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Dec. 26th, 2010

Livejournal, thou art finished.

On Christmas eve 2010, I imported my livejournal postings to wordpress.  It was time, said I, as LJ seems to be on life support.  Those who followed me on livejournal are now facebook friends, and this blog is dead.  It now continues at ctliotta.wordpress.com, where you can find my old postings and new grumblings.

Adios, old friend.

Dec. 5th, 2010

0% financing for 24 months.

Amazon.com offered me a sweet deal of 0% financing for 24 months on their big screen televisions.  I’m a huge fan of 0% financing, because I’ve never accepted such an offer without paying the loan off several months ahead of schedule.  OPM is excellent to use if you can be responsible about it and not be slammed with 24 months of back interest at the end.

That said, 0% financing on a television may be a fool’s deal.  Assuming I bought a $600 television, over 20 months it would cost $30 per month. Not bad, except that if I saved $30 per month for 20 months in a savings account, at the end of 20 months I would have significantly better, newer technology for the same price.  It’s really a matter of patience.

Payoff is no fun when what you’re paying off is yesteryear’s technology.

Jul. 29th, 2010

Macabre.

When somebody dies, and a picture is published of the deceased, I’m always happiest when the picture is several years old.  If the picture is too new, I’m distracted by background objects.

For example, when Vonda McEroe dies at age 77, and there’s a picture of her in 1985 with a console television and an old VCR, I think “Yeah – she lived a full life.”  But, when Vonda McEroe dies at age 77 and there’s a digital image of her holding the most recent iPhone to hear ear, and I can see a Netflix DVD resting on the same Ikea bookshelf that sits in my living room, I think “JESUS.  Here today, gone tomorrow.  I could be next.”

Therefore, when my time comes, please publish only photographs of me that are at least twenty years old.  I will look significantly better, and people will be less provoked.  However, if I die of a heart attack, and there’s a picture of me eating a Double Down from KFC – that would be funny, and I would want that blown up, framed and placed on an easel at the head of the casket.

Jul. 23rd, 2010

A spoon.

From British food critic Egon Ronay’s obituary in the Economist, June 26, 2010:

WHAT, Egon Ronay often asked himself, was the most unforgettable meal of his life?

It was, in fact, a mere cup of tea, costing a few pence, bought around 1950 from the buffet at Victoria station. It came from a big tea-urn at the corner of the counter, dispensed by a woman who slopped it into the cup and then indicated the sugar. That was heaped in a bowl, and dangling near the bowl was a spoon, which had somehow been tied to the ceiling with string so that customers would not steal it.

The sight of the spoon was a Damascene moment for Mr Ronay. It summed up all the culinary horrors of the country to which, in 1946, he had fled. By and large he admired his adoptive land, but for one thing: the British would never complain about their dreadful food, but soldiered on, inured to suffering by wartime austerity and Dickensian public schools. Venturing into a restaurant, they would quietly and even gratefully accept some tepid muck masquerading as Brown Windsor soup, with a smear of margarine on bread, followed by Spam and bottled salad cream on two wilting leaves of lettuce, topped off by jelly and custard. It would not do. In that station buffet, Mr Ronay was launched on a tide of anger into the crusade that came to consume his life. He would tell the British what good food was, and where they could hope to find it.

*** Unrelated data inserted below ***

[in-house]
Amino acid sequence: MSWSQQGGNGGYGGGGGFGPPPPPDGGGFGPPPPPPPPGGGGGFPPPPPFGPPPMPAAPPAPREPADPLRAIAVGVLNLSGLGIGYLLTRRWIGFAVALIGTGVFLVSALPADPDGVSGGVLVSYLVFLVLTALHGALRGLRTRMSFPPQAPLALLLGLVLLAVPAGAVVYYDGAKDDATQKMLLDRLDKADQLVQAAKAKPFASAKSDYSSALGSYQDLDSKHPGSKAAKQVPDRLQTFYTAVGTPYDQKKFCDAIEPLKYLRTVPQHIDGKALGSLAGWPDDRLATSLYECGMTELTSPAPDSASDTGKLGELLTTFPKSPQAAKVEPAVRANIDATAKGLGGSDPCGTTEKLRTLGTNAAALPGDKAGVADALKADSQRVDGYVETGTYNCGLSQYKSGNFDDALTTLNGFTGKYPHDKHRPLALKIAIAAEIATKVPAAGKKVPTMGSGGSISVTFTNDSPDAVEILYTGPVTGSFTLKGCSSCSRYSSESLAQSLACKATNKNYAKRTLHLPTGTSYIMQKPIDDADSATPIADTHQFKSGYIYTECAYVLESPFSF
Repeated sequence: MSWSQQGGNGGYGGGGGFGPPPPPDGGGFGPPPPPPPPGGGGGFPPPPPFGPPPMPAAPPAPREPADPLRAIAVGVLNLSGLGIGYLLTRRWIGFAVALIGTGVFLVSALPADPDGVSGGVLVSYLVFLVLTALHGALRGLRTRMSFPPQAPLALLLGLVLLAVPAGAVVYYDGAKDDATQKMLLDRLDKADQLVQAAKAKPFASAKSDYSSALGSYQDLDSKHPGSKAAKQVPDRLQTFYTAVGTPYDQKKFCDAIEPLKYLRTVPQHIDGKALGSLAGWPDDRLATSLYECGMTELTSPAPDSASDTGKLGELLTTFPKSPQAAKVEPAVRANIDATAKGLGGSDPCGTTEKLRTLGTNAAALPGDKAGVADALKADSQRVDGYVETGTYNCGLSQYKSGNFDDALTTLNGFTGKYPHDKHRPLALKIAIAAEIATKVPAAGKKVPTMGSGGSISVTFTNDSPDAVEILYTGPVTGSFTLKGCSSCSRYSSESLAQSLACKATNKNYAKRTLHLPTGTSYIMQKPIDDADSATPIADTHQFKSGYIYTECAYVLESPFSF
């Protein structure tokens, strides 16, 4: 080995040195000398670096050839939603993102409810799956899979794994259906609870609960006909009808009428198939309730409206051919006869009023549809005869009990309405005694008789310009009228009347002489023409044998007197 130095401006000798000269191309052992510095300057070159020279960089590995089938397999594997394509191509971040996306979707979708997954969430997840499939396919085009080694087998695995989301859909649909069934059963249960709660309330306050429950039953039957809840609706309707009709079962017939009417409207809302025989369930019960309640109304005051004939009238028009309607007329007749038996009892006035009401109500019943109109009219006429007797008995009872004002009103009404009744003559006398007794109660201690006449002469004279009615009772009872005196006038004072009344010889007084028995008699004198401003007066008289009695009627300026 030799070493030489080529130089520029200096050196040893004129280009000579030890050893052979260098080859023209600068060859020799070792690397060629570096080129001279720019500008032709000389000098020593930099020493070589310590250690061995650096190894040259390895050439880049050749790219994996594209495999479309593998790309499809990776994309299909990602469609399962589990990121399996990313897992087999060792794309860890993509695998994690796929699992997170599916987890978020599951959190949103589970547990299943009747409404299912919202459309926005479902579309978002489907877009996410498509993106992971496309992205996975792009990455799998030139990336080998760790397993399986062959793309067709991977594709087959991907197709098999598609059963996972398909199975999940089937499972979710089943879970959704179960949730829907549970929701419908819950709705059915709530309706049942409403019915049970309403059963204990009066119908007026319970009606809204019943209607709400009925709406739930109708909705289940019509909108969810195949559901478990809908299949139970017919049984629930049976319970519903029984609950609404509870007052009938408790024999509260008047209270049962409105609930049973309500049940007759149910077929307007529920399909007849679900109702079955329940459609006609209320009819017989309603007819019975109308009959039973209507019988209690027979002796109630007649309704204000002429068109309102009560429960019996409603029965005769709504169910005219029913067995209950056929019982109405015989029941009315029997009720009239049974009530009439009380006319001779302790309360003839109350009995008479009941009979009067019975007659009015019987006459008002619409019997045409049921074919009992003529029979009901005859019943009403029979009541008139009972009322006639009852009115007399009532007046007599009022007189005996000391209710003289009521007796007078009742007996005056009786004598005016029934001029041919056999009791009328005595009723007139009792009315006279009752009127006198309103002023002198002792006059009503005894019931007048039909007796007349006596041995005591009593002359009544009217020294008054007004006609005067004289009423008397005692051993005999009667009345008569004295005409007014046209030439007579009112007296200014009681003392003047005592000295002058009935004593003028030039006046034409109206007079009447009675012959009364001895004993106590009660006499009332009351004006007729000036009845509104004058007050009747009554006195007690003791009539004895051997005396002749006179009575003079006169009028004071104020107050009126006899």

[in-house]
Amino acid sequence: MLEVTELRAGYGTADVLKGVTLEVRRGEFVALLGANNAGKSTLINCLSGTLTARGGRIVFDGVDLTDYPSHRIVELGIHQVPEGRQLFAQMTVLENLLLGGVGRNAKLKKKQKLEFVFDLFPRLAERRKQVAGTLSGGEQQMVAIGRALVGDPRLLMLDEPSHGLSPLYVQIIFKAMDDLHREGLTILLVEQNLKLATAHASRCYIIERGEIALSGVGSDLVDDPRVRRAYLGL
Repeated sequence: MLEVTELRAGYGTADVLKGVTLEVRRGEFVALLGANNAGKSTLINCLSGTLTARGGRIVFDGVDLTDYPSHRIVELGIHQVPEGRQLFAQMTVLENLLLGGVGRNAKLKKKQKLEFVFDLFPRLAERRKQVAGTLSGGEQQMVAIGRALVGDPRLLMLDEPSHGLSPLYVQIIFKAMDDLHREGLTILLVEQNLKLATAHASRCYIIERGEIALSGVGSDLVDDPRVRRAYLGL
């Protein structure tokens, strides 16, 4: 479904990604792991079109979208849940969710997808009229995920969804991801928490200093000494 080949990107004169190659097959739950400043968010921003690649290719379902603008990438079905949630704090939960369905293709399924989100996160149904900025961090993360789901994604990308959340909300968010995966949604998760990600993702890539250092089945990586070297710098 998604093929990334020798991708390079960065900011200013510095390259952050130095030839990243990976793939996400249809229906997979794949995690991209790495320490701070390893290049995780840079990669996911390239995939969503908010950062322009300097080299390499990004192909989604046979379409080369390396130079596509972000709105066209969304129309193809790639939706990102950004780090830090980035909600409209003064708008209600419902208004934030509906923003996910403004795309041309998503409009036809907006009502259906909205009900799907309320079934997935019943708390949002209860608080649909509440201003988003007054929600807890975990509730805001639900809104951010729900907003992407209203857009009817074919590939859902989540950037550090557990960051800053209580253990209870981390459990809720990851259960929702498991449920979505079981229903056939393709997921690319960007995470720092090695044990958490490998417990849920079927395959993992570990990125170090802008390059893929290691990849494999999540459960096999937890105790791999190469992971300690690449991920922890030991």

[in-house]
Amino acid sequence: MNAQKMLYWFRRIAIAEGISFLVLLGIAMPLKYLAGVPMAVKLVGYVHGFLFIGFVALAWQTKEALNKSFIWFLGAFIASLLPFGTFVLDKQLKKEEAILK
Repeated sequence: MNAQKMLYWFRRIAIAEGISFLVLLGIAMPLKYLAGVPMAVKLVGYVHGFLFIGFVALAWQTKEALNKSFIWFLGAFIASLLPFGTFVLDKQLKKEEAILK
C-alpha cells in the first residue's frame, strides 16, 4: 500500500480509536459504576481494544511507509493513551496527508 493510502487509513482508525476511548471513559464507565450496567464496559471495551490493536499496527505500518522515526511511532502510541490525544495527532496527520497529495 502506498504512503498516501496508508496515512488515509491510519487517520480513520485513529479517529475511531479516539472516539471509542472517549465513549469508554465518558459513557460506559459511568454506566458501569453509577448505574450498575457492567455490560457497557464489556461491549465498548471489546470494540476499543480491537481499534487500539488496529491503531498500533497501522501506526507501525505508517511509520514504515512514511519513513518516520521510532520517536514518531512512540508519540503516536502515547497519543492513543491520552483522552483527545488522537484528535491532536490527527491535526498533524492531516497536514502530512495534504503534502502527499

Jun. 20th, 2010

Sofa.

As I wandered through the U---- Furniture showroom near the mall, I was approached by the usual variant of furniture salesman and knew, in the deep recesses of my soul, that I was about to get hosed.  Furniture salesmen are like the bastard brothers of used car salesmen, working on commission and I suspect having conversations that parallel Glengarry Glen Ross after hours.

As a value-oriented consumer, my needs were simple: neutral, comfortable, made of material that belied the price, and able to withstand the occasional spill of wine or drunken bowel movement.  Microsuede was probably the best bet.

I give the sales guy credit – one look at me, and he pointed me to the “popularly priced” furniture.  I congratulated him for knowing his clientele. He smiled with his gnarled, yellow teeth.

I’d been eyeballing a sofa at Big Lots for some time, but I didn’t want to pay a delivery fee if I couldn’t find a matching chair.  There, at United, was the same sofa for $40 less, with a matching chair.  Red microsuede. $288 divan! $259 chair!  $60 delivery, besting Big Lots $70 delivery! Also available in “Cocoa!”  Score!

I told the salesman I was interested, and we made ten minutes of small talk.  Somewhere toward the end, I said that I was impressed that I could get a mocha-colored sofa and chair combo for $547.

“Oh,” he replied.  “That price is for the red.  Cocoa is $50 extra per piece.”

I was sure he just made that up, right there, on the spot, like my old window contractor who said “Oh – you want both panes of the double-hung window made of frosted glass? That’s $75 more.”

I can’t be blamed for not arguing with him – supposing that I put on a show and threatened to walk out, and he knocked it down $50, there was still a box left blank on the receipt where he could have charged a “set up” fee… probably $50.

I have a strange feeling the red sofa and chair combo carry a $100 set-up fee.

But yes.  My bill states “Sofa and chair, $547.  Cocoa, $100.”

Bastards.

May. 29th, 2010

The fourth wall

In theater, I never cared for the cast breaking the fourth wall.  Like movies in which the characters turn to the camera and say things, I find myself distracted, and begin to think about other real-world bothers like where I put my dry cleaning ticket, and whether two hours and fifteen minutes in the parking meter is cutting it too close.